8/13/2014 12:42 A.M. ET
Bryant takes Minor League homer lead
By Carrie Muskat and Teddy Cahill / MLB.com
The Cubs' No. 1 prospect, Kris Bryant, hit his 39th home run of the season on Tuesday to take sole possession of the Minor League lead. It wasn't enough for a victory, however, as Triple-A Las Vegas defeated Iowa, 6-5.
Bryant, ranked No. 3 on MLBPipeline.com's list of Top 100 Prospects, went 3-for-5 with a run and two RBIs.
Bryant entered the day tied with Rangers' No. 1 prospect Joey Gallo atop the Minor League leaderboard. Gallo led all Minor Leaguers with 40 home runs last season and is trying to repeat as home run champion, but he has been locked in a tight race with Bryant all summer.
The Cubs sent Bryant, 22, to Double-A Tennessee to begin the season, and he bashed 22 home runs in the first half. He was promoted to Iowa in June and hasn't stopped slugging in the Pacific Coast League. In 52 games since the promotion, he is hitting .322/.434/.672 with 17 home runs and seven stolen bases.
Bryant has done nothing but hit everywhere the Cubs have sent him since selecting him with the second overall pick in the 2013 First-Year Player Draft. In 156 games across five levels, he is hitting .340/.435/.689 with 48 home runs and 16 stolen bases. He has scored 129 runs and driven in 132.
Rizzo's smarts show in 13-pitch at-bat
CHICAGO -- Brewers manager Ron Roenicke knows that his team is going to have to figure out some way to get Cubs first baseman Anthony Rizzo out. The problem, Roenicke says, is that Rizzo is becoming a smarter hitter.
"Rizzo, when we first saw him, he's a guy that we knew was dangerous," Roenicke said on Tuesday. "And we know the pitches that he's dangerous on, and if you stayed away from those pitches, you got him out.
"The guy has improved a lot in a short time. Now we go to some places where we used to get him out, and we didn't get him out. He's not chasing as many pitches out of the zone. So ... he becomes more dangerous."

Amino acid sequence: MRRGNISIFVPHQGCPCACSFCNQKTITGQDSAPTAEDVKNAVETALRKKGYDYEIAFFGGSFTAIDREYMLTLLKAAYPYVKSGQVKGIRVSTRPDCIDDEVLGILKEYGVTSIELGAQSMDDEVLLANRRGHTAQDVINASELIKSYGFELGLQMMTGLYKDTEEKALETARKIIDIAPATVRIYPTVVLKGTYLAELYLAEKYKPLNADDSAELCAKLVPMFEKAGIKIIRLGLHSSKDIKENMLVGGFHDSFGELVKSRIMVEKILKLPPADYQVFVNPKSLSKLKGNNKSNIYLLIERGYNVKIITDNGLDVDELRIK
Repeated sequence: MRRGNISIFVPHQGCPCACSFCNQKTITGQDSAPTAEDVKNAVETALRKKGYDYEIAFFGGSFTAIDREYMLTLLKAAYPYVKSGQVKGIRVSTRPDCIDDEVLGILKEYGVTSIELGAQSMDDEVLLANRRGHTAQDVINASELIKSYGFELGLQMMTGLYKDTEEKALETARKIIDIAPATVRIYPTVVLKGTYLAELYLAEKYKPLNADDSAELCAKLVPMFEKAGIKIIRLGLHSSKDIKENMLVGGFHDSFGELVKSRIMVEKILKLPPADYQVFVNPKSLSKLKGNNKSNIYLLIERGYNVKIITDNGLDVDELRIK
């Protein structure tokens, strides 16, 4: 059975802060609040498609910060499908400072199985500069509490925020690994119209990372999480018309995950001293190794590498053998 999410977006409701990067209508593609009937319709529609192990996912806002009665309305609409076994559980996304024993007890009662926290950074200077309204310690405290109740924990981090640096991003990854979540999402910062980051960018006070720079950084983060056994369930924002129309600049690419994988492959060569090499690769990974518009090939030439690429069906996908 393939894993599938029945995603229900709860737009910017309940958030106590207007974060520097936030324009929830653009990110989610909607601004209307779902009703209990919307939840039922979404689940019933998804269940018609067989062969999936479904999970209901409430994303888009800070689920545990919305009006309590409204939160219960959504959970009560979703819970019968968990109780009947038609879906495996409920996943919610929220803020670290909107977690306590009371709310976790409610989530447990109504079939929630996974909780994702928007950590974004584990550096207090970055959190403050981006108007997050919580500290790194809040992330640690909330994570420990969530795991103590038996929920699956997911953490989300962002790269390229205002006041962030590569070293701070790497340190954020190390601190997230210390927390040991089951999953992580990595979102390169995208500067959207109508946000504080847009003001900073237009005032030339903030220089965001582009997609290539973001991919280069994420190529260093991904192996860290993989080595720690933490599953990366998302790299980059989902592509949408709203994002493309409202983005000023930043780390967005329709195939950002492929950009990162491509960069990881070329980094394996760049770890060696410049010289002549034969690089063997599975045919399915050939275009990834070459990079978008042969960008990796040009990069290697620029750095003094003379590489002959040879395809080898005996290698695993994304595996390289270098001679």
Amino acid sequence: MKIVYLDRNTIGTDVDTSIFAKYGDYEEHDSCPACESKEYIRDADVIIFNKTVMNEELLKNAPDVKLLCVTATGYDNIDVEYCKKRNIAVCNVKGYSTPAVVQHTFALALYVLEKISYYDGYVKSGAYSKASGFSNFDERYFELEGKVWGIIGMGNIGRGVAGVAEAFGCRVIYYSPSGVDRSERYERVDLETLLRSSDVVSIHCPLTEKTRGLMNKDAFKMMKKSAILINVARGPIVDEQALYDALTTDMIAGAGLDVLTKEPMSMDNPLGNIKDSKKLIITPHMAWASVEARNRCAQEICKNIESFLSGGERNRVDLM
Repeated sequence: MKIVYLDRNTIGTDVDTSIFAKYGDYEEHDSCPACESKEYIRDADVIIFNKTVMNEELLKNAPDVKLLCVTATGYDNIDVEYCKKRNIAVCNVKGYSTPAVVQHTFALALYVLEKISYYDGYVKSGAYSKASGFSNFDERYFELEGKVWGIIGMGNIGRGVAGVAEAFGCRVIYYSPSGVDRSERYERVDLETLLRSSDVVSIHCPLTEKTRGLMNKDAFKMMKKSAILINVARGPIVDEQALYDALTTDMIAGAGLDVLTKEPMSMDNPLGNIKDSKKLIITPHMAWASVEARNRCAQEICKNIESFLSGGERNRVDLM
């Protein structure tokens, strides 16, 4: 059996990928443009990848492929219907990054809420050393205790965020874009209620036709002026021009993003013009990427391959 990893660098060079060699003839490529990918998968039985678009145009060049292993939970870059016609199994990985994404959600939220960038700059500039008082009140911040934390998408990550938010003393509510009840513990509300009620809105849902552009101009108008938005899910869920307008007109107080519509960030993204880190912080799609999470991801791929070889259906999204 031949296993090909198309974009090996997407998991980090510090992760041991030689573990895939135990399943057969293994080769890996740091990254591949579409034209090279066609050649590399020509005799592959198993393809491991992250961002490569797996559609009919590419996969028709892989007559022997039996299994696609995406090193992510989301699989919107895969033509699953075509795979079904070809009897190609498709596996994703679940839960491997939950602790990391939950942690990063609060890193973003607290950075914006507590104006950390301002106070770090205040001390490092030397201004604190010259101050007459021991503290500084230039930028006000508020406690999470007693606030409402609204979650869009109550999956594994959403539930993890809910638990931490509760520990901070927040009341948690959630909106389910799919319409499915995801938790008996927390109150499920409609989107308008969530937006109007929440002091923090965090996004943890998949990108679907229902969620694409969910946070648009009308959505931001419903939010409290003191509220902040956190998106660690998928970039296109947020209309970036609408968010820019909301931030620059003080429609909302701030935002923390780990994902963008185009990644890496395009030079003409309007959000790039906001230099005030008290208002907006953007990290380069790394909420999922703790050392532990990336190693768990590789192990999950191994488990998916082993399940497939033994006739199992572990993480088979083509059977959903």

And the Brewers know they have to face Rizzo and the National League Central-rival Cubs a lot. In the ninth inning of Monday's 3-1 loss, Rizzo went head to head against Francisco Rodriguez, and the two battled in a 13-pitch at-bat before Rizzo struck out. Rodriguez even threw a cutter, a pitch he admitted to never having thrown in a game.
"You get in an at-bat like that, and battle and battle and battle, and obviously, I didn't get the result I wanted, but I won that at-bat," Rizzo said. "[I'd say that if] it had been [Cubs catcher] John Baker pitching. To foul pitches off -- Frankie had some really good stuff. For me, personally, I'm just happy battling and getting my swing back to where it's good."
Rizzo struck out on the 13th pitch; in a perfect world, teams want pitchers to throw 12 to 15 pitches per inning.
"You always have to keep things in perspective -- who you're facing, what you're up against, what you have, how you're feeling, where the guys are at, and be realistic with that," hitting coach Bill Mueller said on Tuesday. "That's how I approach Riz. I'm realistic. I'm looking to the next at-bat, the next situation where you can have success, be positive and help your team. That's the approach."
And Roenicke? He'd rather not see Rizzo at the plate.
"This guy keeps getting better and better," Roenicke said. "It worries me. ... When you see a guy improve and do that kind of stuff ... This guy is going to be a really good player. He's a really good player now, but he's going to continue to get better."